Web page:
The Open Space Authority has made a commitment to Investing in Nature within our communities through our grant programs, which have already awarded $2.8 million in funding to dozens of organizations making a difference here in the Santa Clara Valley. Here is a recent update from one organization supported by an Authority grant.

KCCB---Expansion---400x360One local organization is taking conservation lessons inspired by the 64-mile long Coyote Creek, part of Santa Clara Valley’s largest watershed, and bringing them to the community in a unique way.

Keep Coyote Creek Beautiful is working to engage students, teachers, and the public by creating “Watershed-in-a-Box” kits, ready-made lesson plans and educational materials that teach about our local watershed and creek conservation. These kits are designed for various age groups and can be used in either K-12 classrooms, especially seven target schools located along Coyote Creek, or in mixed groups at public, community events. The goal of the program is to build awareness and value of the creek environment so that people will help to appreciate our natural environment and get involved in advocacy and cleanup events.

KCCB - Expansion-1The Coyote Creek Environmental Education Project partnered with both San Jose State University and the CommUniverCity program to engage college students in the development of the curricula and activities. This year, the educational kits will be used in 5 different schools, at 8 after-school programs, and at 15 public events.

Learn more about Keep Coyote Creek Beautiful's work in the community here.

Who Am I?


I’m a native plant with a reputation! I grow as a shrub or vine and am found all over California in forests, woodlands, and grasslands. You can spot me by my glossy leaflets that grow in threes and may be green or red, depending on the season. Hikers are careful to avoid me...or else risk a nasty rash! Who am I?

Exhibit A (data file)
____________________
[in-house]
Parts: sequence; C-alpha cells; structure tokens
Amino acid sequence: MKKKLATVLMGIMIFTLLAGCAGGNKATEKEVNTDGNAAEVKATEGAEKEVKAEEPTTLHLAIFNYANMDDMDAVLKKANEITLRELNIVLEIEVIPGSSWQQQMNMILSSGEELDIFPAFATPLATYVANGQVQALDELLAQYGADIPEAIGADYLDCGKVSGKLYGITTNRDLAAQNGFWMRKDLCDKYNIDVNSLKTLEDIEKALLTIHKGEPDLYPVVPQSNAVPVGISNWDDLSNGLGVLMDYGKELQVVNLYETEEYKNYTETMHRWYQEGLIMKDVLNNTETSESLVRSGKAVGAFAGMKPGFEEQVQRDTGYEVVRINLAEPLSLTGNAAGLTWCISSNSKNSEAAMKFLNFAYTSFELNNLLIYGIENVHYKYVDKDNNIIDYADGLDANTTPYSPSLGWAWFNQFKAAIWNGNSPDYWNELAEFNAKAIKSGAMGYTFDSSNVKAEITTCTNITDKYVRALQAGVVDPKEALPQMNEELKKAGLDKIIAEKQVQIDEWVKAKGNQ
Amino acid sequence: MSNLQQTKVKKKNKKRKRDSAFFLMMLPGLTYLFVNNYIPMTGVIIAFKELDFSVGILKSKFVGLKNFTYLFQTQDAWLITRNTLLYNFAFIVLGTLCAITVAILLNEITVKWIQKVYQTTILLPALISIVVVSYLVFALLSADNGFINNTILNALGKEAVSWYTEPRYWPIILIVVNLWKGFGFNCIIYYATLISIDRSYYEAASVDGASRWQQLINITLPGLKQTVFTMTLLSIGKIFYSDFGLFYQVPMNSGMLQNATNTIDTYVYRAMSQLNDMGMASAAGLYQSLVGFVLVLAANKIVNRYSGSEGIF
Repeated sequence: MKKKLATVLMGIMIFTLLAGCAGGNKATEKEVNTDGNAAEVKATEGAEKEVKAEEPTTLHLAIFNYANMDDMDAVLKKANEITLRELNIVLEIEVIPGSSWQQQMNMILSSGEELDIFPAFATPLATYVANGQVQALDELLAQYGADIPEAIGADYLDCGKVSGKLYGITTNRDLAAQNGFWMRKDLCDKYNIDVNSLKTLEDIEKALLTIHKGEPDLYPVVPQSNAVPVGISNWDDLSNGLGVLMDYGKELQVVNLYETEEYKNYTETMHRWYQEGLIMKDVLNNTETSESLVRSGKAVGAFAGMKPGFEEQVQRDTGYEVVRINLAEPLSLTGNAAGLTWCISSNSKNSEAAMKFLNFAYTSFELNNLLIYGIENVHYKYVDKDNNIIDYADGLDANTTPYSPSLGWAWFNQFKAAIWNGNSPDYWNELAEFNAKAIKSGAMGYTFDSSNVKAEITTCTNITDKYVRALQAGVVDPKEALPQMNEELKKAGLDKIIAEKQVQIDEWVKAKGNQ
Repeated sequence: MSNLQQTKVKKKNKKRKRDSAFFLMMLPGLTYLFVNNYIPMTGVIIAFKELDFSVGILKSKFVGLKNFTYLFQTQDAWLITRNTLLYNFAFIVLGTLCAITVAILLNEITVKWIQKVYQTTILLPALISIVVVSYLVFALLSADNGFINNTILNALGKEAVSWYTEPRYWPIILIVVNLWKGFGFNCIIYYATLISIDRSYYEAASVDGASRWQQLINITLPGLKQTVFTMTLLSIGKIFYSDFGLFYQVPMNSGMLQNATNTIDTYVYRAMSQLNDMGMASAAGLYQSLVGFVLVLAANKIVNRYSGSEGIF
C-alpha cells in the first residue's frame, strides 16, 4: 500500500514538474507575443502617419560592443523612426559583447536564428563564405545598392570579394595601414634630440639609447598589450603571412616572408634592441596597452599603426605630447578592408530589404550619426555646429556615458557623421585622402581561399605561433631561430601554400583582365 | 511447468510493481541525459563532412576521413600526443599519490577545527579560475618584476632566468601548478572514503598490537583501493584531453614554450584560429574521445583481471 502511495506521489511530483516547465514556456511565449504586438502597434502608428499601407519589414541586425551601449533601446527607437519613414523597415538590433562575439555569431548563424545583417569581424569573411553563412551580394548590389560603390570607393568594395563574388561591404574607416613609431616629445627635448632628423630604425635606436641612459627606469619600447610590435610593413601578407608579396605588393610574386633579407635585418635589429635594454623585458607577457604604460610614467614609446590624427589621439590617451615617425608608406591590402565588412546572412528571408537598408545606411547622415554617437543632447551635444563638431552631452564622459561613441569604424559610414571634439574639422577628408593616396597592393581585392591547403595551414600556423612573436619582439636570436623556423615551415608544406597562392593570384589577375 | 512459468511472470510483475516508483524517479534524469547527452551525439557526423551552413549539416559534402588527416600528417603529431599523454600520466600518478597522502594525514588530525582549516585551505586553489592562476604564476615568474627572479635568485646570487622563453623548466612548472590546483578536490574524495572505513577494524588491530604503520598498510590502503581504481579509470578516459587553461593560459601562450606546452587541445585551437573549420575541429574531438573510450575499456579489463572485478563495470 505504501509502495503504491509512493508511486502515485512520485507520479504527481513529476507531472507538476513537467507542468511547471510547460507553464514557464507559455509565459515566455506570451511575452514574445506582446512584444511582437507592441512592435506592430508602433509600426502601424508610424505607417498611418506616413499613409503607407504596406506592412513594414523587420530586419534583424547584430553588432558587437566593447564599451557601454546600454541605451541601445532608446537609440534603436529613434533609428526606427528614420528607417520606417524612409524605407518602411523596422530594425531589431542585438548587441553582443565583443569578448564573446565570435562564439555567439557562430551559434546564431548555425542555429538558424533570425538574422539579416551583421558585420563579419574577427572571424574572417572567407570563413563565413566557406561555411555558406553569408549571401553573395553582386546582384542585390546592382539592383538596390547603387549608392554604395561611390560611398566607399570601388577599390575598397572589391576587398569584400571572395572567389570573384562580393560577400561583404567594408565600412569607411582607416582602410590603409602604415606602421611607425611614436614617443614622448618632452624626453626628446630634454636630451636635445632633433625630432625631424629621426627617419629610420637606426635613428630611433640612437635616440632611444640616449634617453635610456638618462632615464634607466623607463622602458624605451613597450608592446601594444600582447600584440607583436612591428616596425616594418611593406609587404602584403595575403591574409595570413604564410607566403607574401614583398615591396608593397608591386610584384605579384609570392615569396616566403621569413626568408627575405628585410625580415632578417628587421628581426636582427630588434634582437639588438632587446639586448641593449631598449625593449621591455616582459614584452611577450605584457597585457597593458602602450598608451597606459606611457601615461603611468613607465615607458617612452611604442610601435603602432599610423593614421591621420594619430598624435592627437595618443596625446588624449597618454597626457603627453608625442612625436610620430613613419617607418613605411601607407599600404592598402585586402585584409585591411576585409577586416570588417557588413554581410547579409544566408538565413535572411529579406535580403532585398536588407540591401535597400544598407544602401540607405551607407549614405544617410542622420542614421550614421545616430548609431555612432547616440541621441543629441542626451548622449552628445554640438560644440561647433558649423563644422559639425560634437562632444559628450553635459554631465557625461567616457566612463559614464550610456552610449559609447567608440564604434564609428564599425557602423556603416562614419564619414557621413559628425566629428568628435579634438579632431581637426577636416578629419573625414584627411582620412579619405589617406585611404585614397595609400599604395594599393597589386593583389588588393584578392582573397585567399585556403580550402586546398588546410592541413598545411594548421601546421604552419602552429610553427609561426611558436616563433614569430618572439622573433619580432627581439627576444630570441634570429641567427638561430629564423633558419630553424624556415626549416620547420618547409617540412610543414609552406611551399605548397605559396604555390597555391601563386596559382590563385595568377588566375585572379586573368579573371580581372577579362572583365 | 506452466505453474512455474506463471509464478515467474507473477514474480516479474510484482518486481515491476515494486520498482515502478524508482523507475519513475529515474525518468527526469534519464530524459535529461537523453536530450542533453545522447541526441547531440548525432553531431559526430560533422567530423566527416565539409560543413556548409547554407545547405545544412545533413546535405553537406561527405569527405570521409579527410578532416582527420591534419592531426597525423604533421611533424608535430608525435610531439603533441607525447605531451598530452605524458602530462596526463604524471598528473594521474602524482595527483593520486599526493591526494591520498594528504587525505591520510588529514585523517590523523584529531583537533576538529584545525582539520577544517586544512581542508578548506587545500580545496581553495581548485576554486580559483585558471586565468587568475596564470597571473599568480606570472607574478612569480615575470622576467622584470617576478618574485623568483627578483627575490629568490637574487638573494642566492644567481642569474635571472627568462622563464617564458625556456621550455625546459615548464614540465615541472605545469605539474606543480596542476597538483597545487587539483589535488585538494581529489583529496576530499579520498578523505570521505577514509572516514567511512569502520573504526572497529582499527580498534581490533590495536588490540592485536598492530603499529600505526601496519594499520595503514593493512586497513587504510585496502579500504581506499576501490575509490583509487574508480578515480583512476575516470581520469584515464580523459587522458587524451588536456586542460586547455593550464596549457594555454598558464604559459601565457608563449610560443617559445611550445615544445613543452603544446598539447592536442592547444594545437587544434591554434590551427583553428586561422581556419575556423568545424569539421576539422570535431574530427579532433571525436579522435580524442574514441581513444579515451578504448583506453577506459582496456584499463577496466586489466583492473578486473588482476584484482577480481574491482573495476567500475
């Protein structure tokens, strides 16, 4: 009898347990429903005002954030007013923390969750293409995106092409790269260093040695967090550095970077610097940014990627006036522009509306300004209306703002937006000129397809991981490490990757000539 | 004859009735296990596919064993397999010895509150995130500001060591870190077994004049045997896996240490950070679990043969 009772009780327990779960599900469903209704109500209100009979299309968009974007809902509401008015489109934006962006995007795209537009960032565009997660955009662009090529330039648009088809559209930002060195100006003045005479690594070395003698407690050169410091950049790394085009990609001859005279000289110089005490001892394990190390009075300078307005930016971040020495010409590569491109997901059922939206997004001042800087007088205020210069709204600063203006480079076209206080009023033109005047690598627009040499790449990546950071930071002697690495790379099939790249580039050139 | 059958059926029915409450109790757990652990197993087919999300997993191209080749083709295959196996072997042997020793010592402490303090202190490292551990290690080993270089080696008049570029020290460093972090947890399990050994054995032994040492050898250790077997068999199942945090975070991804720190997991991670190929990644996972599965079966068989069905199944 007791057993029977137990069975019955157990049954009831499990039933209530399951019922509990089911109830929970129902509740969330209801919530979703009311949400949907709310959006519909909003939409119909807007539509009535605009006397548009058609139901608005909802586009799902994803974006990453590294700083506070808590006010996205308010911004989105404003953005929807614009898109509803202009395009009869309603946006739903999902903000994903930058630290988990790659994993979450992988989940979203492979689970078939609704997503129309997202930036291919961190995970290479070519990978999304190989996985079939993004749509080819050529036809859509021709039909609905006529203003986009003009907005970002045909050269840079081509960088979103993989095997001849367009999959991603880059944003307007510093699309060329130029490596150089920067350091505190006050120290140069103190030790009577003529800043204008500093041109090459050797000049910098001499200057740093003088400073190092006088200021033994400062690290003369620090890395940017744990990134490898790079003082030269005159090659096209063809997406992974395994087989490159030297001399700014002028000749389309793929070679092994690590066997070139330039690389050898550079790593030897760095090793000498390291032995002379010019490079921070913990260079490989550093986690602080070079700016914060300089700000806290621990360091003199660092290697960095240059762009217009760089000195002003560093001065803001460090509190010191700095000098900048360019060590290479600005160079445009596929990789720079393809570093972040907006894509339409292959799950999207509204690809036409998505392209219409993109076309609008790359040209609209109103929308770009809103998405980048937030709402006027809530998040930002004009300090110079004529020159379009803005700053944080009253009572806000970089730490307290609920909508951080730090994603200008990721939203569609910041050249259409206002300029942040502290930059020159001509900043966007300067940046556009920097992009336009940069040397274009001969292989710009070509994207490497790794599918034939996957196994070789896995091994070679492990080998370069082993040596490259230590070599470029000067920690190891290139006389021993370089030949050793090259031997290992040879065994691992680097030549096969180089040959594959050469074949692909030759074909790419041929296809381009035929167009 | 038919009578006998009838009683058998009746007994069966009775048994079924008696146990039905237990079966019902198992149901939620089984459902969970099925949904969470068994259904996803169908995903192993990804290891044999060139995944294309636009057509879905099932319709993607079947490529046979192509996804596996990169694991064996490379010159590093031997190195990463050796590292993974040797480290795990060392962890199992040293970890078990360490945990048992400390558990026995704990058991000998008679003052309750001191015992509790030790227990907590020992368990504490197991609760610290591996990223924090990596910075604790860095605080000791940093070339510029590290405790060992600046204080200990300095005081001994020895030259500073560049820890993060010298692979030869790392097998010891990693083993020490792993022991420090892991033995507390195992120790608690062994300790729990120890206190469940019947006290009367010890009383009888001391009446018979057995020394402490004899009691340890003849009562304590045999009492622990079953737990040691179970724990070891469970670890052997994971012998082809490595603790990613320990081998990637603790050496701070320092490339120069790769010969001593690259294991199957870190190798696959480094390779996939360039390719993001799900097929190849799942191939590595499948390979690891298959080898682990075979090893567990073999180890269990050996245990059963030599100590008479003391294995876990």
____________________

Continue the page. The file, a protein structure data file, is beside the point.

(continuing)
Hike and Horseback Ride at Palassou Ridge this August!

PRID - Landscape - D.Neumann - 7-14-19 - 12

Sunday, August 11
7:00 a.m. - 5:00 p.m.
Parking at the Henry Coe State Park Hunting Hollow Entrance
Gilroy Hot Springs Road, Gilroy

For one weekend this August, the Open Space Authority will be opening up the currently by-reservation-only Palassou Ridge Preserve for walking and horseback riding (stayed tuned for a mountain biking-only access day this fall!). Palassou Ridge offers 12 miles of easy, moderate, and difficult trails to explore for hikers and horseback riders of all fitness and experience levels!

Learn more about the preserve, download the trail map, and reserve your parking spot below. Registration is almost full!


Join Senator Jim Beall for the 2019 Los Gatos Creek Clean Up!

beall creek cleanup

Saturday, August 24, 2019
8:45 - 11:00 a.m.
Campbell Park, between Campbell & Gilman Ave., Campbell

Join Senator Beall, local organizations, and community members to give back to the environment and keep our local creek clean! Trash bags, pick-up sticks, and gloves will be provided. Please dress appropriately for outdoor activities, and wear sturdy footwear. The Senator will be available to discuss legislative matters relating to the environment.


Full Moon Hikes at Coyote Ridge this September

2010-05-03.Night shoot Sierra Vista OSP-7069-1

Friday, September 13
6:30 - 10:00 p.m.
Saturday, September 14
5:00 - 10:00 p.m.

Coyote Ridge Open Space Preserve

Join us at Coyote Ridge to watch the September Harvest Moon rise above the Santa Clara Valley. On Friday, drive to the top of the ridge and bring chairs or a blanket to watch the moonrise picnic-style, or start from the bottom of the ridge on Saturday for a more strenuous hike under the full moon. Registration will be available with the release of our September Event Calendar later this month. Sign up for our Event Calendar email list to ensure you get a spot!

Sign Up!

Who Am I? Answer


I am Pacific poison oak! “Leaves of three, let it be,” is a helpful rhyme people use to avoid coming in contact with me and the rash-causing oil I produce. I belong to the same family as poison ivy and poison sumac, which are found in other parts of the United States.

Photo Credits

Luís Urias - Annamarie Pilon, OSA Staff
Crops - Derek Neumann, OSA Staff
Coyote Ridge - Derek Neumann, OSA Staff
Keep Coyote Creek Beautiful Activities - Ron Horii, OSA Docent
Poison Oak - OSA Archive
Palassou Ridge - Derek Neumann, OSA Staff
Full Moon - J.D. Moore

Santa Clara Valley Open Space Authority | 408.224.7476 |